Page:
Julie Skakel also said for the first time yesterday that she noticed at about 10:30 p.m. that Littleton had changed his clothes. She added, though, that Littleton did not appear excited or distraught.

On Nov. 1, the day after Moxley's body was found, Littleton took several of the Skakel boys to the family home in Windham, N.Y.

Prosecutors have maintained that the Skakel boys were "whisked away" for the weekend after news about the murder began to brew in Belle Haven.

Julie Skakel testified it was not unusual for the boys to spend their weekends there. They went almost every weekend, she said.

Prosecutors also called another of Michael Skakel's former classmates from the Elan School, a behavioral treatment center in Maine. Jennifer Pease, 36, supported earlier witnesses who said Michael Skakel had confessed to killing Moxley while at the school in the late 1970s.

Pease, who lives in Portland, Maine, and works for the Department of Motor Vehicles there, said student Gregory Coleman told her Skakel confessed to him.

"He said that he had beaten some girl's head in with a golf club," Pease said.

Coleman, who died last year of a heroin overdose, testified in April 2001 at a pretrial hearing that he was assigned to oversee Skakel after Skakel ran away from Elan.

Coleman said Skakel told him: "I'm going to get away with murder because I'm a Kennedy."

Sherman asked Pease why she did not emerge as a witness until last week, when she first called the State's Attorney's office.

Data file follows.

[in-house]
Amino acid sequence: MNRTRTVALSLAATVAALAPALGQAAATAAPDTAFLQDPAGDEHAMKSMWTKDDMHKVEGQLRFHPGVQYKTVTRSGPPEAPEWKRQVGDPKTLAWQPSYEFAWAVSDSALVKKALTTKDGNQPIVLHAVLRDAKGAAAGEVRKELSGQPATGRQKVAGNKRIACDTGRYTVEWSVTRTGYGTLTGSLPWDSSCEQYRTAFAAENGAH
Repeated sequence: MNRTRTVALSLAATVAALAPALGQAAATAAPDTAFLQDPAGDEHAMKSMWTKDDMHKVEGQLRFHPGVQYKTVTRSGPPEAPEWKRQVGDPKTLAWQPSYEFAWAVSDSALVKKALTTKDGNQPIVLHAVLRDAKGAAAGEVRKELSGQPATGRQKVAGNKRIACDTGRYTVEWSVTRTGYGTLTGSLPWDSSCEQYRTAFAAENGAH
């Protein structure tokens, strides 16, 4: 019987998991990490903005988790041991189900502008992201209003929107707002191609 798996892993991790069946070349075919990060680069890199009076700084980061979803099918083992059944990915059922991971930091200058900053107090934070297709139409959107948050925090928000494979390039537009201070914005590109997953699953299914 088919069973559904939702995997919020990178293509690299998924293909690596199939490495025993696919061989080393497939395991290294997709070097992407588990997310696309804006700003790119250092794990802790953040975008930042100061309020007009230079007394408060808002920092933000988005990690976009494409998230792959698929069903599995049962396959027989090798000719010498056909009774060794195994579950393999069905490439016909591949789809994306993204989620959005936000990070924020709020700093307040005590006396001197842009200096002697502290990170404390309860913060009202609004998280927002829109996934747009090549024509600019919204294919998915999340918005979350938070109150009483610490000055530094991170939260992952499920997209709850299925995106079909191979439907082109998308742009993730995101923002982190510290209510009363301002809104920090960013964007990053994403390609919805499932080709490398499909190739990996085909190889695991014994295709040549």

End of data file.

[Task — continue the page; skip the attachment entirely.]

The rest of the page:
"The information was already out there," Pease responded. "It was common knowledge. Kids believed he was there (at Elan) because he had murdered somebody."

Sherman questioned Pease about her posts on a Web site, in which she spoke disparagingly about another witness in the case, Alice Dunn.

"I was ticked off that she misrepresented herself," Pease said of the former Elan staffer's testimony that Elan was a horrible institution. "She acted as though she found it abhorrent. But she always acted as though she enjoyed it."

Prosecutors also admitted into evidence yesterday a 1991 Greenwich Time article written by Leonard Levitt, which first made public the details of the Moxley investigation from police reports.

Senior Assistant State's Attorney Susann Gill said she entered the article to rebut testimony from former Inspector John Solomon, a defense witness, who for years sought Littleton as Moxley's killer. Solomon testified he believed Littleton could only know the brutal details of Moxley's murder if he had killed her himself.

"This is being offered to show in 1991 it was published information," Gill said of the article. "The part about stabbing through the neck was in the public domain."

Finally yesterday, Lunney returned again to testify that the Greenwich Police Department never supplied the Elan School with information about the Moxley murder, since Skakel was not a suspect in 1978 when he went to Elan. Prosecutors insinuated that the only way Elan staffers could have found out that Skakel was being investigated was through his own family.

Lawyers will meet outside the presence of the jury today to discuss their instructions to the jury. They will present their final arguments Monday, and the jury will begin deliberating soon thereafter.